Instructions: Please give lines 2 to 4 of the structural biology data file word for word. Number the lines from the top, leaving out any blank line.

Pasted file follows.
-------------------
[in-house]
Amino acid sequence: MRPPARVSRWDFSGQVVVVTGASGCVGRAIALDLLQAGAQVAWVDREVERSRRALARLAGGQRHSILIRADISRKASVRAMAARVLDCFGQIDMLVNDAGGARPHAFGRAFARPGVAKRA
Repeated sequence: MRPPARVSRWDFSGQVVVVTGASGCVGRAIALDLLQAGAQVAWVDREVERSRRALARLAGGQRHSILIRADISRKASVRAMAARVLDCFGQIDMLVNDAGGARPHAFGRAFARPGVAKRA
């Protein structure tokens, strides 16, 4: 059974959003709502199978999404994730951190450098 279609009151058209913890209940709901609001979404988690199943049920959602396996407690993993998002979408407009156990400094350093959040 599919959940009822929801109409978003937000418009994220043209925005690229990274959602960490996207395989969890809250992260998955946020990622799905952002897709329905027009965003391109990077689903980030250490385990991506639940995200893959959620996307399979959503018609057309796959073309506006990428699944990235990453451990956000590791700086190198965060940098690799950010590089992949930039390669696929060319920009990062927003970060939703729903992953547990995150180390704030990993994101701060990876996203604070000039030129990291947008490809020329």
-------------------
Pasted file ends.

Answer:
Amino acid sequence: MRPPARVSRWDFSGQVVVVTGASGCVGRAIALDLLQAGAQVAWVDREVERSRRALARLAGGQRHSILIRADISRKASVRAMAARVLDCFGQIDMLVNDAGGARPHAFGRAFARPGVAKRA
Repeated sequence: MRPPARVSRWDFSGQVVVVTGASGCVGRAIALDLLQAGAQVAWVDREVERSRRALARLAGGQRHSILIRADISRKASVRAMAARVLDCFGQIDMLVNDAGGARPHAFGRAFARPGVAKRA
């Protein structure tokens, strides 16, 4: 059974959003709502199978999404994730951190450098 279609009151058209913890209940709901609001979404988690199943049920959602396996407690993993998002979408407009156990400094350093959040 599919959940009822929801109409978003937000418009994220043209925005690229990274959602960490996207395989969890809250992260998955946020990622799905952002897709329905027009965003391109990077689903980030250490385990991506639940995200893959959620996307399979959503018609057309796959073309506006990428699944990235990453451990956000590791700086190198965060940098690799950010590089992949930039390669696929060319920009990062927003970060939703729903992953547990995150180390704030990993994101701060990876996203604070000039030129990291947008490809020329």